The five-day showdown between OpenAI’s CEO Sam Altman and the company’s board of directors was dramatic—Altman was abruptly terminated and then reinstated, and all but one of the members of the board who had engineered his firing were themselves let go. The saga is still shrouded in mystery, but at its core, the battle for OpenAI might illustrate how …


As a non-paying reader, you are receiving a truncated version of The Morning Dispatch. Our full 1,958-word story on the recent turmoil at OpenAI and the future of artificial intelligence development is available in the members-only version of TMD.

Worth Your Time

  •  The Atlantic published the first excerpt of Tim Alberta’s latest book—The Kingdom, the Power, and the Glory: American Evangelicals in an Age of Extremism—in which Alberta recounted the stark awakening he experienced upon returning to his hometown church for his father’s funeral in 2019. “People from the church—people I’d known my entire life—were greeting me, not primarily with condolences or encouragement or mourning, but with commentary about [Rush] Limbaugh and Trump,” Alberta wrote. “Some of it was playful, guys remarking about how I was the same mischief-maker they’d known since kindergarten. But some of it wasn’t playful. Some of it was angry; some of it was cold and confrontational. One man questioned whether I was truly a Christian. Another asked if I was still on ‘the right side.’ All while Dad was in a box a hundred feet away.” Alberta’s father served as senior pastor at the church for 26 years. “Here, in our house of worship, people were taunting me about politics as I tried to mourn my father,” he wrote. “I was in the company of certain friends that day who would not claim to know Jesus, yet they shrouded me in peace and comfort. Some of these card-carrying evangelical Christians? Not so much. They didn’t see a hurting son; they saw a vulnerable adversary.”

Presented Without Comment 

CNN: Sports Illustrated Deletes Articles Published Under Fake Author Names and AI-Generated Profile Photos

Also Presented Without Comment

C-SPAN: In describing the support the Education Department could offer states earlier this month, Education Secretary Miguel Cardona reached for a familiar quote: “I think it was President Reagan [who] said, ‘We’re from the government, we’re here to help.’”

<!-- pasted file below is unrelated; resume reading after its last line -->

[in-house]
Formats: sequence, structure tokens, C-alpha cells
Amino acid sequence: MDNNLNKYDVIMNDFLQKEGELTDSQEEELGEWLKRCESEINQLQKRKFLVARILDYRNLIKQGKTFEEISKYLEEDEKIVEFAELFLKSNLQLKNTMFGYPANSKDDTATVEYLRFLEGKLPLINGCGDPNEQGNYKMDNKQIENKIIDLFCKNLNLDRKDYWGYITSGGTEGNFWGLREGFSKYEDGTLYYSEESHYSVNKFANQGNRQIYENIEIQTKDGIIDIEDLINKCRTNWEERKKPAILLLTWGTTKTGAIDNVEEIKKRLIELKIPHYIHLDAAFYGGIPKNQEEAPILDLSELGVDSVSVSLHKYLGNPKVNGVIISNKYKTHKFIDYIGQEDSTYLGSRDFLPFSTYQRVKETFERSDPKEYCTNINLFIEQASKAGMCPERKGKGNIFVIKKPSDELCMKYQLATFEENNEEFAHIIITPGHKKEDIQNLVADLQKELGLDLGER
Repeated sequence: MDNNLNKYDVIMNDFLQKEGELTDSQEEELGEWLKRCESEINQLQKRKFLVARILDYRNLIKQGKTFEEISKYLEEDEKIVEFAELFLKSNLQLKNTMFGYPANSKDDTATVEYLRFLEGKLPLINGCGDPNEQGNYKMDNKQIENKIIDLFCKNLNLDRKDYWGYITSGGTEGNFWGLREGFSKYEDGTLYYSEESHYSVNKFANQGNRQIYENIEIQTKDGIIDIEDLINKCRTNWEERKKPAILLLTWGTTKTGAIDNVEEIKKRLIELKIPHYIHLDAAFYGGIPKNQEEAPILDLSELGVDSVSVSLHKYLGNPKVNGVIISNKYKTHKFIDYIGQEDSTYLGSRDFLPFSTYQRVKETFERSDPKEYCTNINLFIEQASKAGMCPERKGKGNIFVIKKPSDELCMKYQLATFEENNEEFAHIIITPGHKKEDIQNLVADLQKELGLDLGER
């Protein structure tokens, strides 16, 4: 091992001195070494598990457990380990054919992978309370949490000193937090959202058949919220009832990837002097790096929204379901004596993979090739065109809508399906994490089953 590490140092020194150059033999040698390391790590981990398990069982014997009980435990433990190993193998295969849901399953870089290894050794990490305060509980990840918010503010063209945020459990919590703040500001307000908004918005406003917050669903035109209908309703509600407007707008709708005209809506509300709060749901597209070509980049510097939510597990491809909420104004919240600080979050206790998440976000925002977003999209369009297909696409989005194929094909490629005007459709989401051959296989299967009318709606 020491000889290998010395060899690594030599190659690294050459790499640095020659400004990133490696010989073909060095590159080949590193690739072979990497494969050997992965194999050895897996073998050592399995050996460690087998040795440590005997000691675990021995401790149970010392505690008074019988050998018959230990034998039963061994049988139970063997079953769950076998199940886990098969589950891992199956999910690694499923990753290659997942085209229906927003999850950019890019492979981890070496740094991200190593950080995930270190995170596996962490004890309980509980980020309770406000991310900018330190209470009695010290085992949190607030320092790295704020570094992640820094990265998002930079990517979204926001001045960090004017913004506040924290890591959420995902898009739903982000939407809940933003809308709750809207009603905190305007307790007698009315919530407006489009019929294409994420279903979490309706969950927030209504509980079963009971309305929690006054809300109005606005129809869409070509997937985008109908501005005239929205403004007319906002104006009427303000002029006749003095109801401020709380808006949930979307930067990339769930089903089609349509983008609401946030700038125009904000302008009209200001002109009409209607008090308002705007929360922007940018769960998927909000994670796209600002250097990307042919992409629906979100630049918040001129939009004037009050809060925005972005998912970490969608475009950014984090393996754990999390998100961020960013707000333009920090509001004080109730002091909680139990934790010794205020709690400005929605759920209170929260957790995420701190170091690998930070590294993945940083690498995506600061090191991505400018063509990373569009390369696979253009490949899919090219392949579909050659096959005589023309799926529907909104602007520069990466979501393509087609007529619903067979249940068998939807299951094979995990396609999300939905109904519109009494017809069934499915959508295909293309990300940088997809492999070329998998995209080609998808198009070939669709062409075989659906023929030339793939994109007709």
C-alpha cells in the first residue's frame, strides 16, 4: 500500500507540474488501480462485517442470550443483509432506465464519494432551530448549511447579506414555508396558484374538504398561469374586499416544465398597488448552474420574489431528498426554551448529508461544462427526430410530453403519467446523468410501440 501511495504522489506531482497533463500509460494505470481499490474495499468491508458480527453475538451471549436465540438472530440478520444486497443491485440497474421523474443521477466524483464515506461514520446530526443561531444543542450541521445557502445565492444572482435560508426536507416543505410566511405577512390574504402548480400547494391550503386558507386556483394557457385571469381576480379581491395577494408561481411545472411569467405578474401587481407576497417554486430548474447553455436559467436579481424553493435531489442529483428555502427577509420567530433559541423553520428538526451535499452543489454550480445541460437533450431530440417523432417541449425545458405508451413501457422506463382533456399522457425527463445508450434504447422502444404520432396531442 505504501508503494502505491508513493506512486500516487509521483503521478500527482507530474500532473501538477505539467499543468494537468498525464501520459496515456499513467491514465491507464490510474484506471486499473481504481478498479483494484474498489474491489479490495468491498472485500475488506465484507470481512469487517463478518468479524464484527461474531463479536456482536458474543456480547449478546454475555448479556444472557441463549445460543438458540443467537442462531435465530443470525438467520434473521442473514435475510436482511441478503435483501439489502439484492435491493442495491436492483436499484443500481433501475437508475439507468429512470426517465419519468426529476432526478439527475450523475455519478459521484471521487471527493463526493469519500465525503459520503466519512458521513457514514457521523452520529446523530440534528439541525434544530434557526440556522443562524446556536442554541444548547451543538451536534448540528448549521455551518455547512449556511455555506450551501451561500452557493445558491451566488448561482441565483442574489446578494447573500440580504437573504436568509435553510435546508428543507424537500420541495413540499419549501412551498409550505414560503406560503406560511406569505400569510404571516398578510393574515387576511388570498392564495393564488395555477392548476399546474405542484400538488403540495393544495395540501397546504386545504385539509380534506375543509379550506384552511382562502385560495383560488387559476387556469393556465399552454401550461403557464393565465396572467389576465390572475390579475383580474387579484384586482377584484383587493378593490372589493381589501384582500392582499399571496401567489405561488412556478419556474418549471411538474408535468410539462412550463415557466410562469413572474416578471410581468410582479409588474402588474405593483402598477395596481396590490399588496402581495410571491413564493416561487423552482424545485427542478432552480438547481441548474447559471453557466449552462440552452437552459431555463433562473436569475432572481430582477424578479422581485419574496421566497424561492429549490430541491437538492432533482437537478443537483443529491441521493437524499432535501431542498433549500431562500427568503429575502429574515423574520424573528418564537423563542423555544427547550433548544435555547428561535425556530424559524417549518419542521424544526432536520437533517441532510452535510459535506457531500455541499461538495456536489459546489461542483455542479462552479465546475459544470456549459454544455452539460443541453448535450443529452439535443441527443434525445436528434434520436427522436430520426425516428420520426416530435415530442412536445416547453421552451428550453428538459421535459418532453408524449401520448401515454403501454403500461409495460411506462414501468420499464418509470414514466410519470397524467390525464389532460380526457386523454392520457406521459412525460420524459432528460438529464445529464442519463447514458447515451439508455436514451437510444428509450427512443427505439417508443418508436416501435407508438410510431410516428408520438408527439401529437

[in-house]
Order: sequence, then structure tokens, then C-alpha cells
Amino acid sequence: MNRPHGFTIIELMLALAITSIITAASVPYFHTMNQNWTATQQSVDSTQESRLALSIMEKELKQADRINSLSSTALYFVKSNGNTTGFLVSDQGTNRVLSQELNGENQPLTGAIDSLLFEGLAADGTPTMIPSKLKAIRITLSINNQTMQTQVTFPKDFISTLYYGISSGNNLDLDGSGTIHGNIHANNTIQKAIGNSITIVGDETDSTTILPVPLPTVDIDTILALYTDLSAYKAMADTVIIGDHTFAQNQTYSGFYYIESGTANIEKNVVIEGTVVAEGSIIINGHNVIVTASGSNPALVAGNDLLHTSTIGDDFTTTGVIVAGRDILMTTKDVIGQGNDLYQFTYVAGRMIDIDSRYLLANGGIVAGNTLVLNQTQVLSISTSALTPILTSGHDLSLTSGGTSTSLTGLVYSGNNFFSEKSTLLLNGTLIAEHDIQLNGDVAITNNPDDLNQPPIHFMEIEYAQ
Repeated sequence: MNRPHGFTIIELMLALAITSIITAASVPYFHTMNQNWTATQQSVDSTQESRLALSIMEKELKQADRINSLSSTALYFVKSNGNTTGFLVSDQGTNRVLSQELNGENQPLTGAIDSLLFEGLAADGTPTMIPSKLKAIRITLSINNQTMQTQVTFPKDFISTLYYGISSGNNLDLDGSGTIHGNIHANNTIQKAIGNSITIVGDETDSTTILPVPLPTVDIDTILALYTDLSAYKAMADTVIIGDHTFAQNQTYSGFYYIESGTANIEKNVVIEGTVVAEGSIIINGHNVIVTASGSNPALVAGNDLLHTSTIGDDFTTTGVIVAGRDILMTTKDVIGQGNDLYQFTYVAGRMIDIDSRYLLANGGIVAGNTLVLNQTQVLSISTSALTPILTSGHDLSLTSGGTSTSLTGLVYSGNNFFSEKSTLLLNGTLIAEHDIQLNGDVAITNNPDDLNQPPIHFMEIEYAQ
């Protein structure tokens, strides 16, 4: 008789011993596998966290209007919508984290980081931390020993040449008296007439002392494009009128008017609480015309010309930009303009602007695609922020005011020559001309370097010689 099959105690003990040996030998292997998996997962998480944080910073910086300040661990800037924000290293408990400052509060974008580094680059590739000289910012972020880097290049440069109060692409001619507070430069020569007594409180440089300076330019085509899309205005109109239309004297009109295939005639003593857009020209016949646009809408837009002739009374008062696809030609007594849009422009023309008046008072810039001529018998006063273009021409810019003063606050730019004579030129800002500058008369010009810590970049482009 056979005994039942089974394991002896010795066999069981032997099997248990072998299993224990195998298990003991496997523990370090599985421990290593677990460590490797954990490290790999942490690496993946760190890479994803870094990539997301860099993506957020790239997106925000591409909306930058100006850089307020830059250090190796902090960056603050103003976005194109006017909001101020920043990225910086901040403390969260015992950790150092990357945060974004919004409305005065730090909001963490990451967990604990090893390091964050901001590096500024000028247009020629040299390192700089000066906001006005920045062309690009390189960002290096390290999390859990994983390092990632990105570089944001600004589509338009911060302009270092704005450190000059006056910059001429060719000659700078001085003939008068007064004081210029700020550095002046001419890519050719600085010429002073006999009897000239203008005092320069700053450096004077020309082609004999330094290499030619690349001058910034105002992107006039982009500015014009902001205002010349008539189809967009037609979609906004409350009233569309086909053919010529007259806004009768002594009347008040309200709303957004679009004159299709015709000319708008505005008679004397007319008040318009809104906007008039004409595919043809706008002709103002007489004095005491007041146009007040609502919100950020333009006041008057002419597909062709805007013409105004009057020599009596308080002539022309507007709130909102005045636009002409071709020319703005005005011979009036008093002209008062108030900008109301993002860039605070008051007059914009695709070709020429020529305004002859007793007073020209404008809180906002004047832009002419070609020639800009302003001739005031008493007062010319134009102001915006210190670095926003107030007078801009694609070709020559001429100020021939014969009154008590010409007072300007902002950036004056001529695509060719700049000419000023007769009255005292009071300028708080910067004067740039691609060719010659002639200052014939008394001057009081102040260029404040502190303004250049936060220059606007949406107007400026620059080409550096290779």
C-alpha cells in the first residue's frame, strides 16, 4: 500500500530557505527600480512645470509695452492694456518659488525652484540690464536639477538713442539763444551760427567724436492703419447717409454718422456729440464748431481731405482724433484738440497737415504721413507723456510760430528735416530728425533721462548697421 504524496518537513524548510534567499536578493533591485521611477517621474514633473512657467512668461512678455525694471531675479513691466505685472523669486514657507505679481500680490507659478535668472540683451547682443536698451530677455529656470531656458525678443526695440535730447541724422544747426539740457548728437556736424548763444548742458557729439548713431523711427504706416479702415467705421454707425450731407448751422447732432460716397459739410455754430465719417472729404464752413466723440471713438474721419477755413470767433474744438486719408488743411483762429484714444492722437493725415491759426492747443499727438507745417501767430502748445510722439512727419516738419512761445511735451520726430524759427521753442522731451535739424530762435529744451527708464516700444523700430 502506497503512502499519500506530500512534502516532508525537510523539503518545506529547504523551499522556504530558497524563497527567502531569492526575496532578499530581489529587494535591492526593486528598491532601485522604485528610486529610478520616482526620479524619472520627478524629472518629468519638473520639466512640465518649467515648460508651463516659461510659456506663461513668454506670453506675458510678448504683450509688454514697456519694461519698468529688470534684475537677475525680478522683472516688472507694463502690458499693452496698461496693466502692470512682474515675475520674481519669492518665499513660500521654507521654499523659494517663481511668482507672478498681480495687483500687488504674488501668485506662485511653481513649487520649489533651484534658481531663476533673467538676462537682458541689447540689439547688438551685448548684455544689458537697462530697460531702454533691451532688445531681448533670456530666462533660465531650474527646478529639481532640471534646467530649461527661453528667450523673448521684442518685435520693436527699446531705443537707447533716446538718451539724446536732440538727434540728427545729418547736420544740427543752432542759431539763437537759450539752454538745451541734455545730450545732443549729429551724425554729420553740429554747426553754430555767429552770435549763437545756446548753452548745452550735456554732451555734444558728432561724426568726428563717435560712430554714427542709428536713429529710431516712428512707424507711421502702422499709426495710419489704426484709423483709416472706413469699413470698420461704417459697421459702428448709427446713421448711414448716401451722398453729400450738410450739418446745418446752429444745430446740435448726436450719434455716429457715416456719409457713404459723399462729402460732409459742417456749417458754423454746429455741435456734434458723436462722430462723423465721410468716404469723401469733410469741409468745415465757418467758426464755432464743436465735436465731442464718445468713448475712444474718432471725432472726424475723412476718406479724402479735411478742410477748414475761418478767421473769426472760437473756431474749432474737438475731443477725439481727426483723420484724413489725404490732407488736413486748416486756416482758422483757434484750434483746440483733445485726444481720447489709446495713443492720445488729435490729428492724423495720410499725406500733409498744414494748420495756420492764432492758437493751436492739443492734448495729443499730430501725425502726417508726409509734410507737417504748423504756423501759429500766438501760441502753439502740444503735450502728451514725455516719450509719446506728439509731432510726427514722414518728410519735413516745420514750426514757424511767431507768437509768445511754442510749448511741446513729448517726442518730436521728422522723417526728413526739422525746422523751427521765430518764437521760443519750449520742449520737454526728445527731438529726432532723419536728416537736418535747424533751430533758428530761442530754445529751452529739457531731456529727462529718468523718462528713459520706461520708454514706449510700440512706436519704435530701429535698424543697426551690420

Also Also Presented Without Comment 

The Jewish News of Northern California: Oakland City Council Oks Cease-Fire Measure After Hours of Vitriol

Toeing the Company Line

  • Unrest in Ireland, 2024 polling numbers, and the latest developments in Trump’s legal cases. Kevin was joined by Adaam, James, Drucker, and Sarah to discuss all that and more on last night’s Dispatch Live (🔒). Members who missed the conversation can catch a rerun—either video or audio-only—by clicking here.
  • Alex pulled double duty on Tuesday, fact checking still more Pizzagate claims and analyzing an assertion by Kevin McCarthy that the U.S. never asked for land after winning a war.
  • In the newsletters: Nick assessed how the 2024 GOP field is kinda, sorta coalescing—unlike in 2016.
  • On the podcasts: Jonah is joined by his fellow American Enterprise Institute scholar Danielle Pletka on The Remnant to discuss the ongoing wars in Ukraine and the Middle East. 
  • On the site: Kevin asserts that both parties are alienating the folks we used to call yuppies, while Jonah argues that Democrats have alienated the working class in their swing toward identity politics.

James Scimecca works on editorial partnerships for The Dispatch, and is based in Washington, D.C. Prior to joining the company in 2023, he served as the director of communications at the Empire Center for Public Policy. When James is not promoting the work of his Dispatch colleagues, he can usually be found running along the Potomac River, cooking up a new recipe, or rooting for a beleaguered New York sports team.

Mary Trimble is the editor of The Morning Dispatch and is based in Washington, D.C. Prior to joining the company in 2023, she interned at The Dispatch, in the political archives at the Paris Institute of Political Studies (Sciences Po), and at Voice of America, where she produced content for their French-language service to Africa. When not helping write The Morning Dispatch, she is probably watching classic movies, going on weekend road trips, or enjoying live music with friends.

Grayson Logue is the deputy editor of The Morning Dispatch and is based in Philadelphia, Pennsylvania. Prior to joining the company in 2023, he worked in political risk consulting, helping advise Fortune 50 companies. He was also an assistant editor at Providence Magazine and is a graduate student at the University of Edinburgh, pursuing a Master’s degree in history. When Grayson is not helping write The Morning Dispatch, he is probably working hard to reduce the number of balls he loses on the golf course.